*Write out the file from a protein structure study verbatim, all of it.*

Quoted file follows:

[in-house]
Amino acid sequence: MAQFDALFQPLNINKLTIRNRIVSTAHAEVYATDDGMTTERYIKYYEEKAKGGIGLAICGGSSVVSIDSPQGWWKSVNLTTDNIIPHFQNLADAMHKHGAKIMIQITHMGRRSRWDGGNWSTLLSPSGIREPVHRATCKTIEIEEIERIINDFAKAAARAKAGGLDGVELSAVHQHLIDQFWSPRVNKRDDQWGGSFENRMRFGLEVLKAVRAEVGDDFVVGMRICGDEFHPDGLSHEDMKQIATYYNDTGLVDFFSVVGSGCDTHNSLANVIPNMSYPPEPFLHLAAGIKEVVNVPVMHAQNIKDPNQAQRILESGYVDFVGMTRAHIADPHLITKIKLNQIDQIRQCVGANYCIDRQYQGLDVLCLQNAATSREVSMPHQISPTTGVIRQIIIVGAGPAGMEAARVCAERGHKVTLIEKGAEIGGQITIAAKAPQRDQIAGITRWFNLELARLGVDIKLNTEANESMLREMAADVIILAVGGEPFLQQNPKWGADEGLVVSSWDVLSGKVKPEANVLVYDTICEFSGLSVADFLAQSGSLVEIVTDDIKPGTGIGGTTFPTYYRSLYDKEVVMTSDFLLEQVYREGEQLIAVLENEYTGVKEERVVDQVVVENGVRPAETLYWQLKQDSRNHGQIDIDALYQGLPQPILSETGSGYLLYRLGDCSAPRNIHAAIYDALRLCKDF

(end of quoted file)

[in-house]
Amino acid sequence: MAQFDALFQPLNINKLTIRNRIVSTAHAEVYATDDGMTTERYIKYYEEKAKGGIGLAICGGSSVVSIDSPQGWWKSVNLTTDNIIPHFQNLADAMHKHGAKIMIQITHMGRRSRWDGGNWSTLLSPSGIREPVHRATCKTIEIEEIERIINDFAKAAARAKAGGLDGVELSAVHQHLIDQFWSPRVNKRDDQWGGSFENRMRFGLEVLKAVRAEVGDDFVVGMRICGDEFHPDGLSHEDMKQIATYYNDTGLVDFFSVVGSGCDTHNSLANVIPNMSYPPEPFLHLAAGIKEVVNVPVMHAQNIKDPNQAQRILESGYVDFVGMTRAHIADPHLITKIKLNQIDQIRQCVGANYCIDRQYQGLDVLCLQNAATSREVSMPHQISPTTGVIRQIIIVGAGPAGMEAARVCAERGHKVTLIEKGAEIGGQITIAAKAPQRDQIAGITRWFNLELARLGVDIKLNTEANESMLREMAADVIILAVGGEPFLQQNPKWGADEGLVVSSWDVLSGKVKPEANVLVYDTICEFSGLSVADFLAQSGSLVEIVTDDIKPGTGIGGTTFPTYYRSLYDKEVVMTSDFLLEQVYREGEQLIAVLENEYTGVKEERVVDQVVVENGVRPAETLYWQLKQDSRNHGQIDIDALYQGLPQPILSETGSGYLLYRLGDCSAPRNIHAAIYDALRLCKDF